The Movie Waffler New Release Review - SHOT CALLER | The Movie Waffler

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New Release Review - SHOT CALLER

shot caller review
To survive in prison, a stockbroker joins a violent gang of white supremacists, but finds he can't leave them behind once released.







Review by Eric Hillis

Directed by: Ric Roman Waugh

Starring: Jon Bernthal, Holt McCallany, Nikolaj Coster-Waldau, Emory Cohen, Lake Bell, Jeffrey Donovan, Benjamin Bratt, Max Greenfield

shot caller uk poster


How far would you go to survive in prison? Would you be willing to compromise your morality and beliefs to avoid being 'shanked' in the showers? Liberalism doesn't go too far inside, especially in America's prisons, where inmates generally stick to their own ethnicity, seeking strength in numbers by forming racially based packs. Regardless of his views on race, a white man's best chance of survival in a US prison is to align himself with a white supremacist gang.


shot caller

That's the lesson Jacob Harlon (Nikolaj Coster-Waldau) quickly learns in writer-director Ric Roman Waugh's Shot Caller, which completes a loose incarceration trilogy along with Waugh's earlier films, Felon and Snitch. A successful stock-broker who kills his friend (Max Greenfield) in a drink driving incident, Harlon is sent to a tough California prison for an initial 16 month sentence. Following his lawyer's advice on how to survive, Harlon takes on the first black inmate who challenges him, attracting the attention of the prison's branch of the Aryan Brotherhood, led by the violent Shotgun (Jon Bernthal, typecast as a psycho once again after brief reprieves in Wind River and Sweet Virginia).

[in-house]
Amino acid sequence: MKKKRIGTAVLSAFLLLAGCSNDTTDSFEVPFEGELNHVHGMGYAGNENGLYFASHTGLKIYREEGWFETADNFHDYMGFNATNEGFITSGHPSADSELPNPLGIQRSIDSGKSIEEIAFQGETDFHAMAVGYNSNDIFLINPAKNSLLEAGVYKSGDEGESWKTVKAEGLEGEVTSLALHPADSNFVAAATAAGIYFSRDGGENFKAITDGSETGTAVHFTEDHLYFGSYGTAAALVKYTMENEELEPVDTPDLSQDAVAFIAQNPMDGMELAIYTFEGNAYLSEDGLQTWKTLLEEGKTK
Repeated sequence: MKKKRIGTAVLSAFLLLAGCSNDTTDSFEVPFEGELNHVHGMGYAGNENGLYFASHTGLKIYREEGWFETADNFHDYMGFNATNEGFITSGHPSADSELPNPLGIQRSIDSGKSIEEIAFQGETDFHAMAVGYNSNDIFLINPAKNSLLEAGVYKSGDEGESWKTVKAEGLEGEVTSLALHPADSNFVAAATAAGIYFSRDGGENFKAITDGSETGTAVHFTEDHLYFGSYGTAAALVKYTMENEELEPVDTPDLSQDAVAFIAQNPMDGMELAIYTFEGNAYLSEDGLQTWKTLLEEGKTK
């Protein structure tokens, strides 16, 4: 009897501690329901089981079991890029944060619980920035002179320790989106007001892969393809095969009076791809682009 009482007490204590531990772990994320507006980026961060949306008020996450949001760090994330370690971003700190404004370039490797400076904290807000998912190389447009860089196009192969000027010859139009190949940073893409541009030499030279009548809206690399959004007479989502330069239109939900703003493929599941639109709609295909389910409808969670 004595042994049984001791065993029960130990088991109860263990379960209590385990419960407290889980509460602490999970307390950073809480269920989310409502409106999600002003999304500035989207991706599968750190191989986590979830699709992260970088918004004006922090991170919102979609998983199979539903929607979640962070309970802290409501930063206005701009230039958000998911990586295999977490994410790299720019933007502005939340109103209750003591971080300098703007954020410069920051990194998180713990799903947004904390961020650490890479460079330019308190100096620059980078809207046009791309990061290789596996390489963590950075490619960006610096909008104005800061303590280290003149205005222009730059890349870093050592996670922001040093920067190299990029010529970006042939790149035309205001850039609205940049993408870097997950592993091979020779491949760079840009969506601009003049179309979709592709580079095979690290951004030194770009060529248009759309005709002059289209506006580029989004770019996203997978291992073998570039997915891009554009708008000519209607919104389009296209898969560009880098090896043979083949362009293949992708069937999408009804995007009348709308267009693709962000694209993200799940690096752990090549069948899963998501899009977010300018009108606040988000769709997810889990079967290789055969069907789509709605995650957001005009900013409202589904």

Beginning by acting as a drug mule - transporting narcotics filled balloons inserted in his anus around the prison - Harlon slowly earns the trust of the gang, and gradually rises through the ranks, his body becoming increasingly adorned with tattoos as he performs a variety of tasks, including murdering another inmate, the latter incident leading to his sentence being increased to seven years.


shot caller

Harlon's prison experience is presented in a series of extended flashbacks, intercut with a plot that follows him on his eventual release as he becomes involved in a gunrunning operation between the AB and a deadly Mexican cartel. This main narrative isn't half as interesting as the behind bars material, playing like a sombre, self-serious riff on Carlito's Way, albeit one in which the protagonist has given up any hope of returning to a life outside crime. Combine this with the prison flashbacks and Waugh's film plays much like an Anglo-Saxon remake of Edward James Olmos's American Me (one of the few worthwhile films to come out of the early '90s gangster drama fad), but with a far less intriguing protagonist.

Waugh refuses to delve into the psychology of Harlon, and we never get any insight into how he feels about being pulled into the tattooed bosom of white supremacy. Is he compromising his beliefs for the sake of survival, or was he a racist to begin with? No answers are provided, which makes you wonder why Waugh chose this specific and very timely milieu as a backdrop for a half decent prison drama and sub par crime thriller.


shot caller

As such, it's practically impossible to warm to Harlon, despite a quietly impressive performance by Coster-Waldau, the Danish star fully convincing as an American. The film doesn't ask us to sympathise with him, making it clear that he accepts his responsibility for his friend's needless death, and we fully understand why he does the awful things he does while inside. But on the outside he's simply a dangerous criminal, with the added baggage of his neo-nazi leanings. There's a great movie to be made about how white supremacy is cultivated in America's prisons, but Shot Caller isn't it.

Shot Caller is in UK cinemas now.




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